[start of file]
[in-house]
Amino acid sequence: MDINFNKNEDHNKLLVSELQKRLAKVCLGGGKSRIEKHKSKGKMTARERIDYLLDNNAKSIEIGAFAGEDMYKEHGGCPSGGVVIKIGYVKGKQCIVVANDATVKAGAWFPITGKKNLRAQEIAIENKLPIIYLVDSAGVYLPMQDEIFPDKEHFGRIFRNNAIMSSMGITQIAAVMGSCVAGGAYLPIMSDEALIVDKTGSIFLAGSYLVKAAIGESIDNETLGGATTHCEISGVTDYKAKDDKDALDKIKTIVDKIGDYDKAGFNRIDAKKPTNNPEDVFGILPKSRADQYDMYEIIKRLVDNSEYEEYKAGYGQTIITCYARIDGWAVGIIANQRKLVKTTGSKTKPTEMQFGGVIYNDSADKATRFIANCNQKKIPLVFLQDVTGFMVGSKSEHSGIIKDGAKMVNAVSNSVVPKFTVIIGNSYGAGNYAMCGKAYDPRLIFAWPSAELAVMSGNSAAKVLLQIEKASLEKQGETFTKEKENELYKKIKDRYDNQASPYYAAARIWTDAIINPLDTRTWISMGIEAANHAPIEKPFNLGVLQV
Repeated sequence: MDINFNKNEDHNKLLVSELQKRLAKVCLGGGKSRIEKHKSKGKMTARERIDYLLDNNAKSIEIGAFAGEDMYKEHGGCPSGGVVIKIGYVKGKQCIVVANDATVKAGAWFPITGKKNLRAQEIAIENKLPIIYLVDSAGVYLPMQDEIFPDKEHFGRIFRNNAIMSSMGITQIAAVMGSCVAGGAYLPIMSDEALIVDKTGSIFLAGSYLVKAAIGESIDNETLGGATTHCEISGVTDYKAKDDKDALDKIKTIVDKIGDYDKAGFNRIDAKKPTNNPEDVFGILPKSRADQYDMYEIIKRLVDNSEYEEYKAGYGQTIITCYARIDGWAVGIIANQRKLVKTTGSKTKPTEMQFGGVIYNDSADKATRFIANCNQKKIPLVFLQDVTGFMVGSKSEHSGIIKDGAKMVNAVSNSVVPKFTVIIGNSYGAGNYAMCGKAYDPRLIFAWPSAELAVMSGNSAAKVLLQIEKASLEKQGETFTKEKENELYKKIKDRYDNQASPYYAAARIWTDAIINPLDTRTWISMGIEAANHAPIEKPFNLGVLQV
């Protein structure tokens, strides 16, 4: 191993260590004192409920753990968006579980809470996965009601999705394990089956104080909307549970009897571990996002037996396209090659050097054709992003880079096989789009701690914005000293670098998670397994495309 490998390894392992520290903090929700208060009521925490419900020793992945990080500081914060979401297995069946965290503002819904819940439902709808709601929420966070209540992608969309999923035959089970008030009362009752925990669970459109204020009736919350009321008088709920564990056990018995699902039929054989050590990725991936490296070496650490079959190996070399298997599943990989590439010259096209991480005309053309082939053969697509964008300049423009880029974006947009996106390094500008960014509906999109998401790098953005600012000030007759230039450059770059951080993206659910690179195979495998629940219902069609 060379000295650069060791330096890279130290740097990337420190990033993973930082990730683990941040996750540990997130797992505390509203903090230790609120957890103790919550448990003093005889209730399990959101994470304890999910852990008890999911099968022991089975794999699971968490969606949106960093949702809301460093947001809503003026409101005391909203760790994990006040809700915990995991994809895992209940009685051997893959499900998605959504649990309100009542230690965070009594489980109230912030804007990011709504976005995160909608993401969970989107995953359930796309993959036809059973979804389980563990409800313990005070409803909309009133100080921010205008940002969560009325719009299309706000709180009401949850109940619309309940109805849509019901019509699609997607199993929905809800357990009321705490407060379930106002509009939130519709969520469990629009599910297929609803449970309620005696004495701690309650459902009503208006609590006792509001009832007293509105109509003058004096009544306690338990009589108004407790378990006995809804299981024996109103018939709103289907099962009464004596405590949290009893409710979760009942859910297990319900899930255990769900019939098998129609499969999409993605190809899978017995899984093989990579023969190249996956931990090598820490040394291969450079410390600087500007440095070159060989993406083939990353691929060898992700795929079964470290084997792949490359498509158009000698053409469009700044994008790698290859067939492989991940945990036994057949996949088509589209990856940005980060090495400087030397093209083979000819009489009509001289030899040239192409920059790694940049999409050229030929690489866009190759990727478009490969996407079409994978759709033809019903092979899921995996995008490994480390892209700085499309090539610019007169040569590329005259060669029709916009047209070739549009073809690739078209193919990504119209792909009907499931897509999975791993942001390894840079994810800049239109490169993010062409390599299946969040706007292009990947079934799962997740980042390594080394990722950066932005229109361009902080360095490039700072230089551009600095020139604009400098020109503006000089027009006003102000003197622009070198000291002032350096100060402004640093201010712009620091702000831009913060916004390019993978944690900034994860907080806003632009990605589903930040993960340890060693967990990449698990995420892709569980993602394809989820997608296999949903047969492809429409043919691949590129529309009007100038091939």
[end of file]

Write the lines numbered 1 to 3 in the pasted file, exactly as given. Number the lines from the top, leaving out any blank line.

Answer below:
[in-house]
Amino acid sequence: MDINFNKNEDHNKLLVSELQKRLAKVCLGGGKSRIEKHKSKGKMTARERIDYLLDNNAKSIEIGAFAGEDMYKEHGGCPSGGVVIKIGYVKGKQCIVVANDATVKAGAWFPITGKKNLRAQEIAIENKLPIIYLVDSAGVYLPMQDEIFPDKEHFGRIFRNNAIMSSMGITQIAAVMGSCVAGGAYLPIMSDEALIVDKTGSIFLAGSYLVKAAIGESIDNETLGGATTHCEISGVTDYKAKDDKDALDKIKTIVDKIGDYDKAGFNRIDAKKPTNNPEDVFGILPKSRADQYDMYEIIKRLVDNSEYEEYKAGYGQTIITCYARIDGWAVGIIANQRKLVKTTGSKTKPTEMQFGGVIYNDSADKATRFIANCNQKKIPLVFLQDVTGFMVGSKSEHSGIIKDGAKMVNAVSNSVVPKFTVIIGNSYGAGNYAMCGKAYDPRLIFAWPSAELAVMSGNSAAKVLLQIEKASLEKQGETFTKEKENELYKKIKDRYDNQASPYYAAARIWTDAIINPLDTRTWISMGIEAANHAPIEKPFNLGVLQV
Repeated sequence: MDINFNKNEDHNKLLVSELQKRLAKVCLGGGKSRIEKHKSKGKMTARERIDYLLDNNAKSIEIGAFAGEDMYKEHGGCPSGGVVIKIGYVKGKQCIVVANDATVKAGAWFPITGKKNLRAQEIAIENKLPIIYLVDSAGVYLPMQDEIFPDKEHFGRIFRNNAIMSSMGITQIAAVMGSCVAGGAYLPIMSDEALIVDKTGSIFLAGSYLVKAAIGESIDNETLGGATTHCEISGVTDYKAKDDKDALDKIKTIVDKIGDYDKAGFNRIDAKKPTNNPEDVFGILPKSRADQYDMYEIIKRLVDNSEYEEYKAGYGQTIITCYARIDGWAVGIIANQRKLVKTTGSKTKPTEMQFGGVIYNDSADKATRFIANCNQKKIPLVFLQDVTGFMVGSKSEHSGIIKDGAKMVNAVSNSVVPKFTVIIGNSYGAGNYAMCGKAYDPRLIFAWPSAELAVMSGNSAAKVLLQIEKASLEKQGETFTKEKENELYKKIKDRYDNQASPYYAAARIWTDAIINPLDTRTWISMGIEAANHAPIEKPFNLGVLQV